|Hoyt & Roberts, comps. Hoyts New Cyclopedia of Practical Quotations. 1922.|
| And were it not that they are loath to lay out money on a rope, they would be hanged forthwith, and sometimes die to save charges.|
BurtonAnatomy of Melancholy. Pt. I. Sec. II. Memb. 3. Subsec. 12.
| A mere madness, to live like a wretch, and die rich.|
BurtonAnatomy of Melancholy. Pt. I. Sec. II. Memb. 3. Subsec. 13.
| If I knew a miser, who gave up every kind of comfortable living, all the pleasure of doing good to others, all the esteem of his fellow-citizens, and the joys of benevolent friendship, for the sake of accumulating wealth, Poor man, said I, you pay too much for your whistle.|
Benj. FranklinThe Whistle.
|Hoards after hoards his rising raptures fill;|
Yet still he sighs, for hoards are wanting still.
|Quærit, et inventis miser abstinet, ac timet uti.|
The miser acquires, yet fears to use his gains.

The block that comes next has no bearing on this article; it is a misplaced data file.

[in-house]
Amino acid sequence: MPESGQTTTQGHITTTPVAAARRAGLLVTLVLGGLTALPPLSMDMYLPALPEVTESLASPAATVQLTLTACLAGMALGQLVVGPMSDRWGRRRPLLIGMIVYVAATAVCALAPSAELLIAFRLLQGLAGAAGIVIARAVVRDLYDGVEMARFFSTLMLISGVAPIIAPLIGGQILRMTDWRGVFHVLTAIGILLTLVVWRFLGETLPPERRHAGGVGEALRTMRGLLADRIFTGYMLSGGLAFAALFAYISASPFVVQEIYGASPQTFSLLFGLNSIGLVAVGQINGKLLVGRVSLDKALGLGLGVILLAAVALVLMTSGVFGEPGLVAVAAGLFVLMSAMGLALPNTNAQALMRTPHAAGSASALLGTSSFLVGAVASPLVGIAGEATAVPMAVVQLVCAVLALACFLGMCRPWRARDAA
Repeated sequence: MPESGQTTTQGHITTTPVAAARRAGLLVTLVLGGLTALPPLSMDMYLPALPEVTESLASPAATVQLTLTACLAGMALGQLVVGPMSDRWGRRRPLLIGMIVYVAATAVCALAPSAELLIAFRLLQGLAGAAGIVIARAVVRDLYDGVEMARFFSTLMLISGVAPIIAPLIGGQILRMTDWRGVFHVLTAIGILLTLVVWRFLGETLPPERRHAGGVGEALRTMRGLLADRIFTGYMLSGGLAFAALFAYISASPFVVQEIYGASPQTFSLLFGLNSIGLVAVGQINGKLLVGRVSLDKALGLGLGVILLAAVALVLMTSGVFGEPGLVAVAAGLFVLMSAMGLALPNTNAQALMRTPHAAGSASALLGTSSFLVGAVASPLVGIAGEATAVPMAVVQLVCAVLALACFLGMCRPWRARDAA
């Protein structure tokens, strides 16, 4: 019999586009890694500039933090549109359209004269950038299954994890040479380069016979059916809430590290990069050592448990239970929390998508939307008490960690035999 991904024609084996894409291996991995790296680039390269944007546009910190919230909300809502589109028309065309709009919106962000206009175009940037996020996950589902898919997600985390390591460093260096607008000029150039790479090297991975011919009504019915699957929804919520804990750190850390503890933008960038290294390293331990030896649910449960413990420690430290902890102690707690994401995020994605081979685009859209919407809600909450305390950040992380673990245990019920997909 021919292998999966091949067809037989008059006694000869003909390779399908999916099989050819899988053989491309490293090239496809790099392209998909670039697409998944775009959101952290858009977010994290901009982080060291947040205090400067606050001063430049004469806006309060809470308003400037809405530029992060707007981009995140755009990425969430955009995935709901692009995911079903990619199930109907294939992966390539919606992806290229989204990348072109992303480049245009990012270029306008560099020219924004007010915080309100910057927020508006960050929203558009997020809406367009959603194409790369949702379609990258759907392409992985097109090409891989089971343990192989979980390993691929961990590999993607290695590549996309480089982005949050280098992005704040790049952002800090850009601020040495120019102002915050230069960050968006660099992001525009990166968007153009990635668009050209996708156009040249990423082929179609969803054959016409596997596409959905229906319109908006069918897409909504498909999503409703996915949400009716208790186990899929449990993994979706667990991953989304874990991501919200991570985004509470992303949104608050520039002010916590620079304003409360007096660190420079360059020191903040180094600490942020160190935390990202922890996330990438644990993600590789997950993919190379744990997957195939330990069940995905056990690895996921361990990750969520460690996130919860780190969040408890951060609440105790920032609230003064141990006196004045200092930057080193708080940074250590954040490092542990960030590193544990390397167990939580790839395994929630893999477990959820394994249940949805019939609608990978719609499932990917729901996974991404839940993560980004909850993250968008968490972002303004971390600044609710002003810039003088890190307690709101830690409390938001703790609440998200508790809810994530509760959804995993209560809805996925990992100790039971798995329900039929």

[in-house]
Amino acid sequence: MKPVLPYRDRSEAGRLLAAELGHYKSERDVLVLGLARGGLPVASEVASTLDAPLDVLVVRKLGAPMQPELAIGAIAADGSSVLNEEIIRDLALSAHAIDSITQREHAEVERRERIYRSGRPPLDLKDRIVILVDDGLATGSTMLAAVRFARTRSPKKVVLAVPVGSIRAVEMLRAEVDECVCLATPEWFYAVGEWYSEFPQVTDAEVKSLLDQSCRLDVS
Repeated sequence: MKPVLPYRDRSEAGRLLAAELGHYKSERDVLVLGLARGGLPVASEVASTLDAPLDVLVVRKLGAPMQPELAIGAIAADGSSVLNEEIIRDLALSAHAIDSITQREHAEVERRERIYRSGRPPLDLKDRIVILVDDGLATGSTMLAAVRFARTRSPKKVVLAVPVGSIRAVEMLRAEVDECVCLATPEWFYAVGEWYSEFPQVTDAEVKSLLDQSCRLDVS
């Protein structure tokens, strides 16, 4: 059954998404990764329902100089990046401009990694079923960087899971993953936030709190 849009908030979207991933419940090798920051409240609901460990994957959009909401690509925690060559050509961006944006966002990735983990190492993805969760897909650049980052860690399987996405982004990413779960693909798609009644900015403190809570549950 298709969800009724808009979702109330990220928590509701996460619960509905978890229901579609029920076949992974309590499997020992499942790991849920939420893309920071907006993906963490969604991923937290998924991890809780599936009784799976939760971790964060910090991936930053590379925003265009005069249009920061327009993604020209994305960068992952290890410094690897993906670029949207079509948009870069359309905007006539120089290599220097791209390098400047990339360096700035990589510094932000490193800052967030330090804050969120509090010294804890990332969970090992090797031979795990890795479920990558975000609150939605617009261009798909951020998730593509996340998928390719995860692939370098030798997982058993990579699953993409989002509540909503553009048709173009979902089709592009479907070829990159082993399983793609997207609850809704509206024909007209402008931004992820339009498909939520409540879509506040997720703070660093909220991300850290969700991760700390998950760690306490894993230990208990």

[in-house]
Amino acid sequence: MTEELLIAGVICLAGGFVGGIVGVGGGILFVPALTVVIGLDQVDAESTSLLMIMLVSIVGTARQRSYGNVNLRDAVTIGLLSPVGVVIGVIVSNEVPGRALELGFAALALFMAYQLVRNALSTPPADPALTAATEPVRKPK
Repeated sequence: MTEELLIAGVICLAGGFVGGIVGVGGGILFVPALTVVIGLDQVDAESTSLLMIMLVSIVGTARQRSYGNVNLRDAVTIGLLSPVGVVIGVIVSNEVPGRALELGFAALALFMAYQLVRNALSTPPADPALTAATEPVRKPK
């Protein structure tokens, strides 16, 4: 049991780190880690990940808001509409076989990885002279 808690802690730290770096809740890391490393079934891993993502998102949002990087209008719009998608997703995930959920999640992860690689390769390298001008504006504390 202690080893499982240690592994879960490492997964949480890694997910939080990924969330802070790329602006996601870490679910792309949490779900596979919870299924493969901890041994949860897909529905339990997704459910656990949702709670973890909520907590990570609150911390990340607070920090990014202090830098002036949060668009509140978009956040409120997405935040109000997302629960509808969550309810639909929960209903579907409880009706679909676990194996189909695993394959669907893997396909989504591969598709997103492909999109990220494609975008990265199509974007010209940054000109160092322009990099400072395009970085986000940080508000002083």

HoraceArs Poetica. 170.
| The unsunnd heaps|
Of misers treasures.
MiltonComus. L. 398.
|Abiturus illuc priores abierunt,|
Quid mente cæca torques spiritum?
Tibi dico, avare.
Since you go where all have gone before, why do you torment your disgraceful life with such mean ambitions, O miser?
PhædrusFables. IV. 19. 16.
|He sat among his bags, and, with a look|
Which hell might be ashamed of, drove the poor
Away unalmsed; and midst abundance died
Sorest of evils!died of utter want.
PollokCourse of Time. Bk. III. L. 276.
|Tis strange the miser should his cares employ|
To gain those riches he can neer enjoy;
Is it less strange the prodigal should waste
His wealth to purchase what he neer can taste?
PopeMoral Essays. Ep. IV. L. 1.
|Decrepit miser; base, ignoble wretch;|
I am descended of a gentler blood.
Henry VI. Pt. I. Act V. Sc. 4. L. 7.
| Tam deest avaro quod habet, quam quod non habet.|
The miser is as much in want of what he has, as of what he has not.